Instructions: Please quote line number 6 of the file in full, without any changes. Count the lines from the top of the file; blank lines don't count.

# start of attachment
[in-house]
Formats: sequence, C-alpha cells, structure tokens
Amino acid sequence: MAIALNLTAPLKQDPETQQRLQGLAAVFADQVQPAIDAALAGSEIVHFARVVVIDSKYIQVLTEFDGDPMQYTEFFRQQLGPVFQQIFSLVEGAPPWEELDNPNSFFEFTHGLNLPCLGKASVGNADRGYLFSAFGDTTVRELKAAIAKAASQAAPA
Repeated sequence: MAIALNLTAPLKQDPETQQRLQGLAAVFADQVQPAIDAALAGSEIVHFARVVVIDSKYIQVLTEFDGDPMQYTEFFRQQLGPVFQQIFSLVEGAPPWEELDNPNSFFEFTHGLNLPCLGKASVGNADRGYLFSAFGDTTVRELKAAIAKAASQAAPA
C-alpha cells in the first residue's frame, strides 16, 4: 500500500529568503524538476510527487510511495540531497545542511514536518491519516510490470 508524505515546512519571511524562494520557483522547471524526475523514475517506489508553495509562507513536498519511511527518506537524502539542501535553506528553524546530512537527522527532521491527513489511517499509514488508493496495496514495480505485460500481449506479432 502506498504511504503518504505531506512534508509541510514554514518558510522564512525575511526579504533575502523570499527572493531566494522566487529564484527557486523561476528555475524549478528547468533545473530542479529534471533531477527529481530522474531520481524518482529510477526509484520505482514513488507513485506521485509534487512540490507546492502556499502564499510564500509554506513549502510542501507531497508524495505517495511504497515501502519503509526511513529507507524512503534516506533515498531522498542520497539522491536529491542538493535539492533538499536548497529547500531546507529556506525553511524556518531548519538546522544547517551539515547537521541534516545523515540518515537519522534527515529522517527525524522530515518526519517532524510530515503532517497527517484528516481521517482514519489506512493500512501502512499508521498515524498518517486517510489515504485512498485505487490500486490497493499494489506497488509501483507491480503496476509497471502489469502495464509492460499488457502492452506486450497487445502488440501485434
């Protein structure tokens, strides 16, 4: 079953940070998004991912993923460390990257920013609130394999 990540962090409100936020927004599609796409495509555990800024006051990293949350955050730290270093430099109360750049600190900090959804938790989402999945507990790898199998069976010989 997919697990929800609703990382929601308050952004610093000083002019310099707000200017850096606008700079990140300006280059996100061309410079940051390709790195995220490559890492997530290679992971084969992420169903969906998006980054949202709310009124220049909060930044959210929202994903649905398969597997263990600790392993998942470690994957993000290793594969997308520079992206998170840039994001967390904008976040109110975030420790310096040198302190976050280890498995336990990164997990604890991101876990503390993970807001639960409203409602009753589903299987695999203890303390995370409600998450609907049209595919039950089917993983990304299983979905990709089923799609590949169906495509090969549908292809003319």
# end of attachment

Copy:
């Protein structure tokens, strides 16, 4: 079953940070998004991912993923460390990257920013609130394999 990540962090409100936020927004599609796409495509555990800024006051990293949350955050730290270093430099109360750049600190900090959804938790989402999945507990790898199998069976010989 997919697990929800609703990382929601308050952004610093000083002019310099707000200017850096606008700079990140300006280059996100061309410079940051390709790195995220490559890492997530290679992971084969992420169903969906998006980054949202709310009124220049909060930044959210929202994903649905398969597997263990600790392993998942470690994957993000290793594969997308520079992206998170840039994001967390904008976040109110975030420790310096040198302190976050280890498995336990990164997990604890991101876990503390993970807001639960409203409602009753589903299987695999203890303390995370409600998450609907049209595919039950089917993983990304299983979905990709089923799609590949169906495509090969549908292809003319």